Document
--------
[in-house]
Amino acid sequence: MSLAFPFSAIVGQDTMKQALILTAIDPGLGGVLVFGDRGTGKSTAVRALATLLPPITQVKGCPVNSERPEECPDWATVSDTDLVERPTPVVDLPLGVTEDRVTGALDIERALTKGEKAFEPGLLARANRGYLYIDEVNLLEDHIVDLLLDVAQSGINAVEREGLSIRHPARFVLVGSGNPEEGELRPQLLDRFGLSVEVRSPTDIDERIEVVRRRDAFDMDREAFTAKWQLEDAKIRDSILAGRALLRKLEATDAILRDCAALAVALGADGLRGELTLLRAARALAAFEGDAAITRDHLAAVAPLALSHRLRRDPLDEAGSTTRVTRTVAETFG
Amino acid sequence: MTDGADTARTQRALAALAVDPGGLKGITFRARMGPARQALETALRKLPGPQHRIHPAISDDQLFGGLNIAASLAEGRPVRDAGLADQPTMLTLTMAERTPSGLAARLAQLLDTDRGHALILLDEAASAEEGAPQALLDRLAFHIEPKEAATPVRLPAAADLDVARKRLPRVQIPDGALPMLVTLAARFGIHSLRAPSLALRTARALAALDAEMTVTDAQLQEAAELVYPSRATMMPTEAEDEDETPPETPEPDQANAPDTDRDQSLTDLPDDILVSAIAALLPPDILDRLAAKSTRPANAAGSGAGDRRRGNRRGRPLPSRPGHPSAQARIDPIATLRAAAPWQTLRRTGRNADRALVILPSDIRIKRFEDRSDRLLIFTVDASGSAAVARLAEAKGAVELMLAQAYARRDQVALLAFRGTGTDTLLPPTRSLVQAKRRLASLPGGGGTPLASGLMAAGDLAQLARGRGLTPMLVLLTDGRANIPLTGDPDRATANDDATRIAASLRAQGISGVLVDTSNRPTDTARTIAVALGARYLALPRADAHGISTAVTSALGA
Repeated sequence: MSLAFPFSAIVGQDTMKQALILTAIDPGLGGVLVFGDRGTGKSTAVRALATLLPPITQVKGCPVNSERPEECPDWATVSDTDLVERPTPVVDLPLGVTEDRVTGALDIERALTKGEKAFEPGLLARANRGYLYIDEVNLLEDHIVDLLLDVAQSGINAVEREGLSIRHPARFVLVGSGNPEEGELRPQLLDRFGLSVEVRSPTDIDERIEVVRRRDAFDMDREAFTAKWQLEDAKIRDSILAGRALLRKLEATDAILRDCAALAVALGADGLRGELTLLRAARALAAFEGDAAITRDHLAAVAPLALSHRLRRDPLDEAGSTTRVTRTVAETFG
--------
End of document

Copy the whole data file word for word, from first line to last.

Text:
[in-house]
Amino acid sequence: MSLAFPFSAIVGQDTMKQALILTAIDPGLGGVLVFGDRGTGKSTAVRALATLLPPITQVKGCPVNSERPEECPDWATVSDTDLVERPTPVVDLPLGVTEDRVTGALDIERALTKGEKAFEPGLLARANRGYLYIDEVNLLEDHIVDLLLDVAQSGINAVEREGLSIRHPARFVLVGSGNPEEGELRPQLLDRFGLSVEVRSPTDIDERIEVVRRRDAFDMDREAFTAKWQLEDAKIRDSILAGRALLRKLEATDAILRDCAALAVALGADGLRGELTLLRAARALAAFEGDAAITRDHLAAVAPLALSHRLRRDPLDEAGSTTRVTRTVAETFG
Amino acid sequence: MTDGADTARTQRALAALAVDPGGLKGITFRARMGPARQALETALRKLPGPQHRIHPAISDDQLFGGLNIAASLAEGRPVRDAGLADQPTMLTLTMAERTPSGLAARLAQLLDTDRGHALILLDEAASAEEGAPQALLDRLAFHIEPKEAATPVRLPAAADLDVARKRLPRVQIPDGALPMLVTLAARFGIHSLRAPSLALRTARALAALDAEMTVTDAQLQEAAELVYPSRATMMPTEAEDEDETPPETPEPDQANAPDTDRDQSLTDLPDDILVSAIAALLPPDILDRLAAKSTRPANAAGSGAGDRRRGNRRGRPLPSRPGHPSAQARIDPIATLRAAAPWQTLRRTGRNADRALVILPSDIRIKRFEDRSDRLLIFTVDASGSAAVARLAEAKGAVELMLAQAYARRDQVALLAFRGTGTDTLLPPTRSLVQAKRRLASLPGGGGTPLASGLMAAGDLAQLARGRGLTPMLVLLTDGRANIPLTGDPDRATANDDATRIAASLRAQGISGVLVDTSNRPTDTARTIAVALGARYLALPRADAHGISTAVTSALGA
Repeated sequence: MSLAFPFSAIVGQDTMKQALILTAIDPGLGGVLVFGDRGTGKSTAVRALATLLPPITQVKGCPVNSERPEECPDWATVSDTDLVERPTPVVDLPLGVTEDRVTGALDIERALTKGEKAFEPGLLARANRGYLYIDEVNLLEDHIVDLLLDVAQSGINAVEREGLSIRHPARFVLVGSGNPEEGELRPQLLDRFGLSVEVRSPTDIDERIEVVRRRDAFDMDREAFTAKWQLEDAKIRDSILAGRALLRKLEATDAILRDCAALAVALGADGLRGELTLLRAARALAAFEGDAAITRDHLAAVAPLALSHRLRRDPLDEAGSTTRVTRTVAETFG